Change your Warm-up Sets

I can almost guarantee that you have done the same weights in your warm-up sets leading to the top weight for the past few months.  Am I wrong?

Try changing up your loading pattern for your next workout.  Instead of going up by the same plate increments each time, try making different jumps up in weight for each set.  For example, instead of going from 135lbs to 185lbs, skip 185 and go to 195.  This works well in your first few warm-up sets because taking a bigger jump has less of an impact on your overall performance.  You might find that you can move some weights easier because you haven’t exhausted yourself too much on the lighter sets.

You might even try playing around with more or less sets with fewer reps working your way up in weight.  The point of warm-up sets is to prepare the body for the heavier weight NOT to fatigue you before you get there.

Blind Sets

If you have a training partner that you trust and that knows your strength well, have them choose your weights for you for your next work out.  Try your best not to add-up what is on the bar and just lift it.  In this way, you can cut out all of the mind games that you play on yourself when attacking a certain weight.  There will be no expectations only assumptions as to how that weight may feel.  You might find yourself lifting a weight you have never lifted before and assume that it is lighter than it truly is.

-Dan

As seen on The Alpha Project

You Cannot Do it Alone

If you were looking to start your own business, would you take the risk of doing it all yourself?  No, at least I hope not.  You would seek out the advice of someone who has a successful business, and possibly an attorney, banker, and maybe even a contractor.  Why should your approach to your personal health and fitness goals be any different?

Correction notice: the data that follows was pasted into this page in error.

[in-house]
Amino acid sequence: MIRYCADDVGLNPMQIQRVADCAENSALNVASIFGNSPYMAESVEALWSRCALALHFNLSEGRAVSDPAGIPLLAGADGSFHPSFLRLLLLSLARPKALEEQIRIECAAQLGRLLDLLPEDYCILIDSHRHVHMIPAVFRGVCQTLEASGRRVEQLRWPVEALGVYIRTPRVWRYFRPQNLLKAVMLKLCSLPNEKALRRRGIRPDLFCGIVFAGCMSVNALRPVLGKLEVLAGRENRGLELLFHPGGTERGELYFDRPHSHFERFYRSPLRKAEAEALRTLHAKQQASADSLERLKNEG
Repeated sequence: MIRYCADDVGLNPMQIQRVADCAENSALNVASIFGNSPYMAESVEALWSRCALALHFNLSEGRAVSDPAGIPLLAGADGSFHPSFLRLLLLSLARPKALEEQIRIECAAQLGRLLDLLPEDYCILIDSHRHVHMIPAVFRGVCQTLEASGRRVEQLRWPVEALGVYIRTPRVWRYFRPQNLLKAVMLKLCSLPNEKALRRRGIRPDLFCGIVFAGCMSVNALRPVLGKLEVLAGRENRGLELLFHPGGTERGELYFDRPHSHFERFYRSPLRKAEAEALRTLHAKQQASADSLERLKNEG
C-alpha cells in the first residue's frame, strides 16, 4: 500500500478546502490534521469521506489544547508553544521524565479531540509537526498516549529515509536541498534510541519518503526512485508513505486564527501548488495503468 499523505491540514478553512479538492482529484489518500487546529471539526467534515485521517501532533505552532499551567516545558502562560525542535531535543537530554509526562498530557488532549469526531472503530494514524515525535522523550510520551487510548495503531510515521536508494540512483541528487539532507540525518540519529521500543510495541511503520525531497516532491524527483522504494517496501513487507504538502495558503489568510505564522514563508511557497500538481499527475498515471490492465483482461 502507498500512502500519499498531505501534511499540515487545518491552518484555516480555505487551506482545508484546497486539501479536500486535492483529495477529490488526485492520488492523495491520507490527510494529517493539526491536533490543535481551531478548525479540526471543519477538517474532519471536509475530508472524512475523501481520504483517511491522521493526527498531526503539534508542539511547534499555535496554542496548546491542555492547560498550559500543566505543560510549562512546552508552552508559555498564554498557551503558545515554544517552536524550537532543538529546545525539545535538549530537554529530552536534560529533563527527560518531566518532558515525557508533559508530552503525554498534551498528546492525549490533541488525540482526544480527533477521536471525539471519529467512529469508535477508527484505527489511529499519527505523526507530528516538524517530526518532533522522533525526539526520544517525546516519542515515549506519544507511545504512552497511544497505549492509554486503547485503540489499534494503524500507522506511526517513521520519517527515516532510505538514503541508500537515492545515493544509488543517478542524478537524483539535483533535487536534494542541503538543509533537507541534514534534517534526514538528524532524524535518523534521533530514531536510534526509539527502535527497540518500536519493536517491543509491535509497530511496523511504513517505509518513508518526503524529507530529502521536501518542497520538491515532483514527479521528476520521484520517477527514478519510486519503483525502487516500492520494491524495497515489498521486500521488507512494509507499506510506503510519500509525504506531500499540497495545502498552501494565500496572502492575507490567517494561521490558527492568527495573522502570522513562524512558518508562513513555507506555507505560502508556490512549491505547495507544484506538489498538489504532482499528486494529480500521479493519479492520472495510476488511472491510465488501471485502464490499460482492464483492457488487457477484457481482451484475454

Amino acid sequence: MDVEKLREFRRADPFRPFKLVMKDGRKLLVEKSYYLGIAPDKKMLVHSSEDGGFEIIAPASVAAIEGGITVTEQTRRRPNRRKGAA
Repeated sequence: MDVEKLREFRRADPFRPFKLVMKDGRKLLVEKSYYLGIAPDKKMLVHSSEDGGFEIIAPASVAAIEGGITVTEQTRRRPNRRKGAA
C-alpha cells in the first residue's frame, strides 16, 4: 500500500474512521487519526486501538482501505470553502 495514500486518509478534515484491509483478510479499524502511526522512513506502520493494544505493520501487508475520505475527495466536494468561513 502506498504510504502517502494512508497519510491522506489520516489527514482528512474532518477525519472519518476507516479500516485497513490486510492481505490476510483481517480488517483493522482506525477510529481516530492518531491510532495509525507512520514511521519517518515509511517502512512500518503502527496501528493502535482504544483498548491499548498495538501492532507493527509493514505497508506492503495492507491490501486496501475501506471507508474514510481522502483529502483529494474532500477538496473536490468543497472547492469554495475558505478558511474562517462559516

The point of seeking out a good coach or mentor is to gain from their knowledge and experience in order to help you be more successful with your goals.  You will learn from their mistakes, saving you the time of figuring it out yourself, accelerating your progress.  Here are a few more reasons that you should seek out a good coach:

Passion for what they do:

Most of the trainers and coaches that I know never stop learning.  The day you stop learning is the day you lost your passion.  The live what they preach.  A quality coach is constantly pushing themselves to improve whether it be with their knowledge, skill-set, and their own personal fitness.  You will benefit from all of the extra hours that a quality coach puts into his or her craft.  Honing their craft is a high priority of good coach.

Different from your training partner:

An argument could be made that a good training partner would suffice in place of a coach.  A good training partner is important but there are additional benefits to hiring a coach as well.  A training partner can be great for accountability, pushing the intensity, spotting your lifts, etc. but more than likely you and your training partner train together because you train similarly.  It can benefit you both to seek out guidance on your training, technique, exercise programming, etc.

People of all skill levels can benefit:

Have you ever noticed that even in individual sports such as MMA, the fighter will have an entire coaching staff behind them?  Anyone from beginner to elite athletes can benefit from coaching.  An additional set of eyes that can spot holes in your game or technique is valuable to anyone.  Depending on your goals, you should seek out a coach than can elevate you to that next level, whatever that may be.

-Dan

As seen on The Alpha Project titled “Why you Should Hire a Great Coach”